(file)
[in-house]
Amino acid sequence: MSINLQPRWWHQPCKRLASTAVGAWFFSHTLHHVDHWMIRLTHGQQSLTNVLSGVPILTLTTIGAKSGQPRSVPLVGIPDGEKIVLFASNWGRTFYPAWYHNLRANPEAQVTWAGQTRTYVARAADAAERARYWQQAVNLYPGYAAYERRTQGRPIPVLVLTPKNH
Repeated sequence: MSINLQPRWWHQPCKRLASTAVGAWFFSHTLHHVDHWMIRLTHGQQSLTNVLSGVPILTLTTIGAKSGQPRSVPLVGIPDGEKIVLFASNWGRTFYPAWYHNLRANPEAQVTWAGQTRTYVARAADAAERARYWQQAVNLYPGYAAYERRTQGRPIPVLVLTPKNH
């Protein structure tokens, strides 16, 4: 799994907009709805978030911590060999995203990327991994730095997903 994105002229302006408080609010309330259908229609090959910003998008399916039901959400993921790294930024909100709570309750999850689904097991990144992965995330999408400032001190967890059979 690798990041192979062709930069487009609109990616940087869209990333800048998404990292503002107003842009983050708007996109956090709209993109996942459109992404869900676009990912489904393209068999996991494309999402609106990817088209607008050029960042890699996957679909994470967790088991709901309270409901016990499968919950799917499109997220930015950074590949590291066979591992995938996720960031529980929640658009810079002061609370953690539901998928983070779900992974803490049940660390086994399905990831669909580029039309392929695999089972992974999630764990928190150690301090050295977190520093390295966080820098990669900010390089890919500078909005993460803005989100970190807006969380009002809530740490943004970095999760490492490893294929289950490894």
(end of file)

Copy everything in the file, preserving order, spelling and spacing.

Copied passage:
[in-house]
Amino acid sequence: MSINLQPRWWHQPCKRLASTAVGAWFFSHTLHHVDHWMIRLTHGQQSLTNVLSGVPILTLTTIGAKSGQPRSVPLVGIPDGEKIVLFASNWGRTFYPAWYHNLRANPEAQVTWAGQTRTYVARAADAAERARYWQQAVNLYPGYAAYERRTQGRPIPVLVLTPKNH
Repeated sequence: MSINLQPRWWHQPCKRLASTAVGAWFFSHTLHHVDHWMIRLTHGQQSLTNVLSGVPILTLTTIGAKSGQPRSVPLVGIPDGEKIVLFASNWGRTFYPAWYHNLRANPEAQVTWAGQTRTYVARAADAAERARYWQQAVNLYPGYAAYERRTQGRPIPVLVLTPKNH
């Protein structure tokens, strides 16, 4: 799994907009709805978030911590060999995203990327991994730095997903 994105002229302006408080609010309330259908229609090959910003998008399916039901959400993921790294930024909100709570309750999850689904097991990144992965995330999408400032001190967890059979 690798990041192979062709930069487009609109990616940087869209990333800048998404990292503002107003842009983050708007996109956090709209993109996942459109992404869900676009990912489904393209068999996991494309999402609106990817088209607008050029960042890699996957679909994470967790088991709901309270409901016990499968919950799917499109997220930015950074590949590291066979591992995938996720960031529980929640658009810079002061609370953690539901998928983070779900992974803490049940660390086994399905990831669909580029039309392929695999089972992974999630764990928190150690301090050295977190520093390295966080820098990669900010390089890919500078909005993460803005989100970190807006969380009002809530740490943004970095999760490492490893294929289950490894």